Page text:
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Combating Zombie Properties With Registries

abandoned zombie homeIn recent years, New York has faced a rise of zombie properties, forcing both the state and local communities to brainstorm new ways to combat this legacy of the financial crisis. According to a new report, North Hempstead Town, New York, is considering creating a registry that would require banks and mortgage lenders to register properties that are in financial distress.

According to Daniel George, who was hired by the town as a contractor to lead the initiative, the current estimate of 100 zombie houses is expected to rise as North Hempstead conducts inspections, Newsday reports. Officials said a registry of vacant zombie homes would generate revenue for the town, as mortgage lenders pay a fee for each registration and help municipalities track down the party responsible for the property.

Meanwhile, other cities in New York are looking for ways to address their own zombie property issues. In recent years, New York has struggled with lingering foreclosure issues and urban blight related to abandoned properties. While foreclosures across New York have dropped by 46% since 2013, and the number of pending foreclosure cases in the state is down by half since 2014, New York State Comptroller Thomas P. DiNapoli warned earlier this year that “the foreclosure crisis is far from over,” adding, “New York must continue to support the programs and reforms that have helped homeowners avoid foreclosure and communities reduce blight caused by zombie properties.”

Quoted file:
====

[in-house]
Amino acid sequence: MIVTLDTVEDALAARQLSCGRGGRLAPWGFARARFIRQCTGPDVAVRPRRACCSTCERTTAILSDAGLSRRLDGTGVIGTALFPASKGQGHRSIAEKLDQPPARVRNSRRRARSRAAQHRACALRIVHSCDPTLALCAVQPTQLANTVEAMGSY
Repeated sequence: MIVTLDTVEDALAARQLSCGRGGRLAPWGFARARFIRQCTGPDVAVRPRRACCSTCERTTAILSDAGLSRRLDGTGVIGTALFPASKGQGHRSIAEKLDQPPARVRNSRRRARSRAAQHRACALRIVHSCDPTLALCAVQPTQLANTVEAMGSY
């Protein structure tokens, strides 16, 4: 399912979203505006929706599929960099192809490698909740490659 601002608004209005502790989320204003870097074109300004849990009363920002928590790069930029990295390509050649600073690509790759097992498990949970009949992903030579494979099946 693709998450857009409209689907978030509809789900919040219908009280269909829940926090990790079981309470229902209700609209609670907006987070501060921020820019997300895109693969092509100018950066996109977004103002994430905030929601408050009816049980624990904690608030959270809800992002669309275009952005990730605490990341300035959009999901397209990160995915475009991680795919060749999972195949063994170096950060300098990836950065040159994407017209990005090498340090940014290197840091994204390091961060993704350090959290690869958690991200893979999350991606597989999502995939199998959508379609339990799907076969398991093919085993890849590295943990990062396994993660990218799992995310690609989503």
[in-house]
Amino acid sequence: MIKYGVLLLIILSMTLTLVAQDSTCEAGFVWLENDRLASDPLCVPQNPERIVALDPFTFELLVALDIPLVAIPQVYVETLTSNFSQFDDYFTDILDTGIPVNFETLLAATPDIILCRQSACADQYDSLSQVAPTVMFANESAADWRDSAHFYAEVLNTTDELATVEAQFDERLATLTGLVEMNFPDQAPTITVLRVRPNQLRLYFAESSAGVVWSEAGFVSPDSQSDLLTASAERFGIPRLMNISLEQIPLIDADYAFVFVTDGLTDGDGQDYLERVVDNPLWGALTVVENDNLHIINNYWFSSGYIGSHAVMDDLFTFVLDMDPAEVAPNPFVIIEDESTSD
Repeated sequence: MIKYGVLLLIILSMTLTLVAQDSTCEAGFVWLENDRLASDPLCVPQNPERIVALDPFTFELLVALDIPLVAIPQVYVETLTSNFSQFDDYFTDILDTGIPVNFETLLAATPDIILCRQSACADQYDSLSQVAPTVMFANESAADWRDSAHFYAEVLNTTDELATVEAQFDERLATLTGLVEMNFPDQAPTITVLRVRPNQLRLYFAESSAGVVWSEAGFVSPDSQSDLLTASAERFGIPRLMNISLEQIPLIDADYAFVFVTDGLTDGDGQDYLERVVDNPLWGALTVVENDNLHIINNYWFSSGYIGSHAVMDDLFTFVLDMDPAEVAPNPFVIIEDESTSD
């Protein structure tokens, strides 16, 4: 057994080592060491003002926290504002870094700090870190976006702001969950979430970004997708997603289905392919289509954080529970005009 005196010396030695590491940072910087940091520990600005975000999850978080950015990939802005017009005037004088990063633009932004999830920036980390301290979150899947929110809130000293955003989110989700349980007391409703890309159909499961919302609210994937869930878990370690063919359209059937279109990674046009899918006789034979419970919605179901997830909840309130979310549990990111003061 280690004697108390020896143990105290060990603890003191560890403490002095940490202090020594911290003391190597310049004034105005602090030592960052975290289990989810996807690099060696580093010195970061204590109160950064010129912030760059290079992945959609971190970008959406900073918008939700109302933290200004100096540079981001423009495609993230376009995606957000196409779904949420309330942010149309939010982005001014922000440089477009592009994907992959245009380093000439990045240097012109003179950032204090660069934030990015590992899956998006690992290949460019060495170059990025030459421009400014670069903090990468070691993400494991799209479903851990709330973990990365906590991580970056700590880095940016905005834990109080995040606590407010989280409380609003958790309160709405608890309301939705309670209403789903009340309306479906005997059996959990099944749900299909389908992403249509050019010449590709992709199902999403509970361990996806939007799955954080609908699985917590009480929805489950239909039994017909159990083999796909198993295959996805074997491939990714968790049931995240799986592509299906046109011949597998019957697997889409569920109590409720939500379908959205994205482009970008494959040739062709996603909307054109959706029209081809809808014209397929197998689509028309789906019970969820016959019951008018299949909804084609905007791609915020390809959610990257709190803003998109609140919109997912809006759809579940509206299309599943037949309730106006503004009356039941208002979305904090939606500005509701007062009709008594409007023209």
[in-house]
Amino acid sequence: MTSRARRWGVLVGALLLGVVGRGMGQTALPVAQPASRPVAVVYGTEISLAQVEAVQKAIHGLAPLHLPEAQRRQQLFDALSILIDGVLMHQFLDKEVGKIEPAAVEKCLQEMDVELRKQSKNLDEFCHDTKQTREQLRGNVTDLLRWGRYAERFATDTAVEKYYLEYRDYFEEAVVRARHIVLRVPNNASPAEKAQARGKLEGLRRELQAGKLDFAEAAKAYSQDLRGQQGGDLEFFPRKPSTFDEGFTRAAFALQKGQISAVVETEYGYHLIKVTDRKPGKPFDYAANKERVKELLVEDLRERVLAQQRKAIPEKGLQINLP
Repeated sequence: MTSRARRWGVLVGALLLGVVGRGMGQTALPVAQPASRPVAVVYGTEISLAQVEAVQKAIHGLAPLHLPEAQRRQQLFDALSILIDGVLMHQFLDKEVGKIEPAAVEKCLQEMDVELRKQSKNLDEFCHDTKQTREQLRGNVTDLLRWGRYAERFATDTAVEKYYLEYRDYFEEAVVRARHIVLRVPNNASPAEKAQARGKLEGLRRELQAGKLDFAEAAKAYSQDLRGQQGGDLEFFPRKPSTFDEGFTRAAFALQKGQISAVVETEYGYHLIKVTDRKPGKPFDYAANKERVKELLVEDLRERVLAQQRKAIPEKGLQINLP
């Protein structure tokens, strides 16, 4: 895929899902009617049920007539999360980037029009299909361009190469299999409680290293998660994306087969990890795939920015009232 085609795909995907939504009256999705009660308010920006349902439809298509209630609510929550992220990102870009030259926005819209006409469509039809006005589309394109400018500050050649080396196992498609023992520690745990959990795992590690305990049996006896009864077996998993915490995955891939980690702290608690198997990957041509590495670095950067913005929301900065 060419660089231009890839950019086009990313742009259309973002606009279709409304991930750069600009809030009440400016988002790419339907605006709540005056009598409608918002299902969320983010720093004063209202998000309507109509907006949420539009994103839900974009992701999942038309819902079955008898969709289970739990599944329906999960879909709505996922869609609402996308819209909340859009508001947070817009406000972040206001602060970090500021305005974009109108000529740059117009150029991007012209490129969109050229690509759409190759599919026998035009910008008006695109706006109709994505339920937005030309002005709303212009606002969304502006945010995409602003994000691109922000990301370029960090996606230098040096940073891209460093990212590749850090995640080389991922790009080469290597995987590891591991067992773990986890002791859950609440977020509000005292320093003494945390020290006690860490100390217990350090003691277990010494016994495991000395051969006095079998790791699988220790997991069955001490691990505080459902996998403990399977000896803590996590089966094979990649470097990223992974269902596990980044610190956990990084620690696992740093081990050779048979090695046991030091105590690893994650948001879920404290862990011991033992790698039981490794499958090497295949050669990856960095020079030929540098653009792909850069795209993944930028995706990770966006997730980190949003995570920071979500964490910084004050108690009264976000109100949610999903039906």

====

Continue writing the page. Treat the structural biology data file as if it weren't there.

“It’s time to rethink how we deal with vacant and abandoned properties,” said a white paper published by the National Mortgage Servicing Association (NMSA). In the paper, the NMSA discussed some “common sense, practical, and affordable remedies,” aimed at reducing the costs of foreclosure practices and community blight.

According to the white paper, titled “Understanding the True Costs of Abandoned Properties: How Maintenance Can Make a Difference,” the typical foreclosed home can impose costs of around $170,000, $85,000 of which is attributable to vacant property requirements and condition.

About Author: Seth Welborn

Seth Welborn is a Reporter for DS News and MReport. A graduate of Harding University, he has covered numerous topics across the real estate and default servicing industries. Additionally, he has written B2B marketing copy for Dallas-based companies such as AT&T. An East Texas Native, he also works part-time as a photographer.
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